WINDHOEK – The Total Control of the Epidemic (TCE) fieldworkers, who are part of the Development Aid from People to People (DAPP), daily endure harsh weather conditions.
TCE fieldworkers walk door-to-door testing people for HIV, the virus that causes AIDS.
Although, the circumstances under which they work are not always easy, TCE fieldworkers are determined to have as many people tested for HIV as possible.
So far, close to 8 000 people were tested in Windhoek between last March and December. Although, TCE fieldworkers in the northern regions of the country have been testing people for Windhoek, this only became a reality in March 2014.
The fieldworkers go into the communities to test people for HIV from Monday to Thursday. TCE programme co-ordinator for the Khomas Region, Thomas Iitungu, says they mainly focus on testing people who live in informal settlements.
“We try to focus on the highly populated areas because if you go to Windhoek North and those areas the people will tell you that they have private doctors. The services are much more needed here,” elucidates Iitungu.
Iitungu further states: “You can see how people are living here. Sometimes, it’s not even easy for them to buy relish, so it would not be easy to get money to take a taxi to the nearest health facility. So, in that regard it is an advantage.”
The majority of those who are tested are between the ages of 18 to 49. Minors, he says, are tested with the consent of their parents.
New Era last Thursday accompanied Iitungu and some fieldworkers to Havana and Okuryangava where they were testing people in the communities for HIV.
Iitungu says there are 80 fieldworkers, who are working in pairs. He adds that TCE works in partnership with the Ministry of Health and Social Services (MOHSS), who are responsible for providing the HIV testing kits.
But, how confidential are these services?
“Like at health facilities, confidentiality is still applicable, it’s just that people in the communities no longer need to walk to the health centres where there are usually long queues,” he explains.
According to Iitungu, people who cannot afford to take taxis save money as they are tested in the comfort of their homes.
In addition, the rapid testing kits are kept in a cooler bag with ice packs which the fieldworkers walk around with in the various locations. “This is to ensure that the test kits are not exposed to sunlight. If they are exposed to sunlight the results may not be valid,” he said.
Furthermore, he explains that the fieldworkers, who are also referred to as volunteers, fieldwork from 08h00 to 15h30 because they have to take back the testing kits to be locked up at the clinics.
“They don’t go with the kit home because it contains people’s confidential information,” adds Iitungu.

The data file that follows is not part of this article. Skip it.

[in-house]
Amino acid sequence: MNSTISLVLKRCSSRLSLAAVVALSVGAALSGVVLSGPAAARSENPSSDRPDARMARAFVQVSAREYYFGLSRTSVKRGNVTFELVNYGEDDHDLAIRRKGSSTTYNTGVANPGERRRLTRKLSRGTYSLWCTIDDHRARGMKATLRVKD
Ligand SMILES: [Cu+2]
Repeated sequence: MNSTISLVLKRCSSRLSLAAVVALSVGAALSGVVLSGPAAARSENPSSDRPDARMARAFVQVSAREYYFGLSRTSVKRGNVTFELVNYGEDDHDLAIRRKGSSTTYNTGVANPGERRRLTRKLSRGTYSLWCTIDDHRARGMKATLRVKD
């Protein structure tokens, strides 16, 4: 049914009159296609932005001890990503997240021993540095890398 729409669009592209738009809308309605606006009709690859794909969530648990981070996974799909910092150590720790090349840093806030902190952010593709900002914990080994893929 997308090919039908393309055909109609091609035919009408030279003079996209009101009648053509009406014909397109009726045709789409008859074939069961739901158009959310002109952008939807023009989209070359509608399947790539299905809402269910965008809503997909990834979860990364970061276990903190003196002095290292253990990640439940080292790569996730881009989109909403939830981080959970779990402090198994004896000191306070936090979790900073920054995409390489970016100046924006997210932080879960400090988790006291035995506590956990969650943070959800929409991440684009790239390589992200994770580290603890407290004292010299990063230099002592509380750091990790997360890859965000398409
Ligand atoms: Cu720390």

New Era observes the fieldworkers attracting the attention of community members.
“They are testing people for AIDS,” remarks one community member. There were also those who make remarks such as ‘AIDS’. “That is one of the challenges,” Iitungu reacts to the remark.
But, he maintains his calm and rather focusses on the positive side of the service.
“Sometimes you go to someone’s house and they are unwelcoming and refuse to be tested. Yet, after a month you will find the same people who refused asking to be tested,” says Maria Nashilongo, a fieldworker in Moses Garoëb Constituency.
Nashilongo has been testing people for HIV in the community since last year.
“The challenge is with people who test HIV positive. They take long to go to the health facilities where we refer them to access (ARVs) antiretroviral treatment,” Nashilongo says.
“Some people do not want us to test them. They tell us that they prefer to be tested at clinics,” says Sarafina Amunyela. But, many consent to be tested and they normally remark: “We do not have to endure the long queues at health facilities”.
“We walk in pairs and we each set a target of at least testing six people. There are times when we exceed our target and other times we do not accomplish our set target,” explains Amunyela.
“It’s important for people to be tested in the community because they do not have to walk long distances to access such services,” a young man, who was tested for HIV yesterday, remarked.
The relationship between the community and the fieldworkers is an established one, opines Iitungu. According to him, the relationship started before they even started testing people for HIV.
This, he explains, is because the community testers previously worked as mobilisers, where they encouraged people to get tested for HIV at health facilities.
“Everyone is testing in the area where they already worked as mobilisers,” he adds.
He notes that although, generally people are motivated to get tested for HIV, the majority who are tested are women.
He further explains that it is because most of the women in informal settlements are unemployed, as a result they are at home most of the time.
“We don’t find men at their homes because they go to work,” Iitungu says.
“It’s important for people to get tested because early diagnosis is important. People should not wait until they get sick to get tested,” says Iitungu
Monalisa Koreses, a Havana resident, says: “It’s good that we have people walking from house to house to test people for HIV, as many people do not know their status. Some people are sick and they don’t even know it. So, if they are tested and they are positive maybe they will stop having multiple sexual partners.”